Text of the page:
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7.13 Ephesians -- a Dwelling in which God Lives

         i.  built on the foundation of the apostles and prophets, with Christ Jesus himself as the chief cornerstone.  In him the whole building is joined together and rises to become a holy temple in the Lord.  And in him you too are being built together to become a dwelling in which God lives by his Spirit.


Here, Paul shifts from a "body" metaphor to a building.  But it is one building, whose cornerstone is Jesus, not Israel.  Connected to and dependent upon  the cornerstone is the foundation of "apostles and prophets."   This spiritual temple, comprised of both Jews and Gentiles united in a common faith, stands in bold contrast to the imposing physical mass of Herod's Temple.  Now, instead of merely visiting a building in which God dwells, the believer is a part of the temple itself!  And instead of the exclusion of Gentiles and women by means of stone walls, God "joins together"  the separate human stones into one cohesive structure.  It is a stunning juxtaposition of images that Paul creates, and clearly expresses the transition from the externality of traditional religion to the inwardness of the Kingdom of God.  And all of this is maintained by the Holy Spirit acting through the leadership of living apostles.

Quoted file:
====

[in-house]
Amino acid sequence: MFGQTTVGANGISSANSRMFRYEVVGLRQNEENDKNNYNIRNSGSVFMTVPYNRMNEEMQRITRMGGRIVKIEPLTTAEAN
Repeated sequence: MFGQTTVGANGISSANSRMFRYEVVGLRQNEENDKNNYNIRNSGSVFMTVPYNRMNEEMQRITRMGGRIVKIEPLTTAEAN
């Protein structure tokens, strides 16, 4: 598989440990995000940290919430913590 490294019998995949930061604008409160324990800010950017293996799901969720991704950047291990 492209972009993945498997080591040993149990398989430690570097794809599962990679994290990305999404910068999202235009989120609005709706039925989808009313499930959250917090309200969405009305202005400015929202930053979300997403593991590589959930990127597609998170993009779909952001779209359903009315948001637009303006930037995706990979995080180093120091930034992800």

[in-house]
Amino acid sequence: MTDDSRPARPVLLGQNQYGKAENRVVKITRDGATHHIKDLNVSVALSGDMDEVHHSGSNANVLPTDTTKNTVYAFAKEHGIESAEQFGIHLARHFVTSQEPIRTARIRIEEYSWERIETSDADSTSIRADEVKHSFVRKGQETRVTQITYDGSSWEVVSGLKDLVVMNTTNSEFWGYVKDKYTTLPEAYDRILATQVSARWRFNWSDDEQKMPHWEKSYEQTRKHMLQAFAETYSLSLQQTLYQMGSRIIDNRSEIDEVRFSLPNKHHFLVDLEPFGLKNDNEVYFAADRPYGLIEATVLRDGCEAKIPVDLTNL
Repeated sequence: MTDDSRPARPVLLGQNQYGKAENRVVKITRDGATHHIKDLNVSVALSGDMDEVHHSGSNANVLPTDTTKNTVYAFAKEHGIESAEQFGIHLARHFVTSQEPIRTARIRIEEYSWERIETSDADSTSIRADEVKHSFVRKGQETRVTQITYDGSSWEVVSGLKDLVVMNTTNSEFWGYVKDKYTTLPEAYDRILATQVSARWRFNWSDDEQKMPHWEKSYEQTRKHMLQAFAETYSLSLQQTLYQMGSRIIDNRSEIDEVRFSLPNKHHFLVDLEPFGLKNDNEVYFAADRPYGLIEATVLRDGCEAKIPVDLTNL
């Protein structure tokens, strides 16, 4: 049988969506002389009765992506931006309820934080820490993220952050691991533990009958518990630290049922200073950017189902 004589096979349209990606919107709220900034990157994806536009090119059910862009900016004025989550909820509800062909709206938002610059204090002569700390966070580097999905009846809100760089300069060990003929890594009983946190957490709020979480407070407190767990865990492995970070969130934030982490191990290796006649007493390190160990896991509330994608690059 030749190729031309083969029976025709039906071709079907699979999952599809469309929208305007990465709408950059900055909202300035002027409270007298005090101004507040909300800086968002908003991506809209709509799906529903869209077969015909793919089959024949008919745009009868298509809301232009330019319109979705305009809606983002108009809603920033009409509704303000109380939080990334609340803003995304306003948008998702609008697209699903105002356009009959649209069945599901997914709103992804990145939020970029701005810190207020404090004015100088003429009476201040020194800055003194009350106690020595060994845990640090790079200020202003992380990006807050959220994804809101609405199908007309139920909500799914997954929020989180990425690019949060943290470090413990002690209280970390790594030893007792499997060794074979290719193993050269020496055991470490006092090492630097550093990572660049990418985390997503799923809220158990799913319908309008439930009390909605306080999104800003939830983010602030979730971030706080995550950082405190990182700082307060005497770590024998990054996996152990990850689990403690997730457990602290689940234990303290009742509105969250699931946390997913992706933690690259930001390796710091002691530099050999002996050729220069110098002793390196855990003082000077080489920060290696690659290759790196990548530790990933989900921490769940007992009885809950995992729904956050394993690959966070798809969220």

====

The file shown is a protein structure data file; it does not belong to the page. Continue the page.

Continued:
Summary:  there is, in this short passage (Eph 2:13-22), the pattern and tone of a true reconciler.  He reaches a hand across the barrier, rejecting centuries of separation, and makes common cause with the former enemy -- despite the personal cost!  There is no accusation, there is no condescension, there are no preconditions.  Paul gives God all the credit for this new work of unity, and invites the Gentiles' participation on equal terms.  It is a complete practical demonstration of what he wrote about more idealistically in 1 Cor 13.

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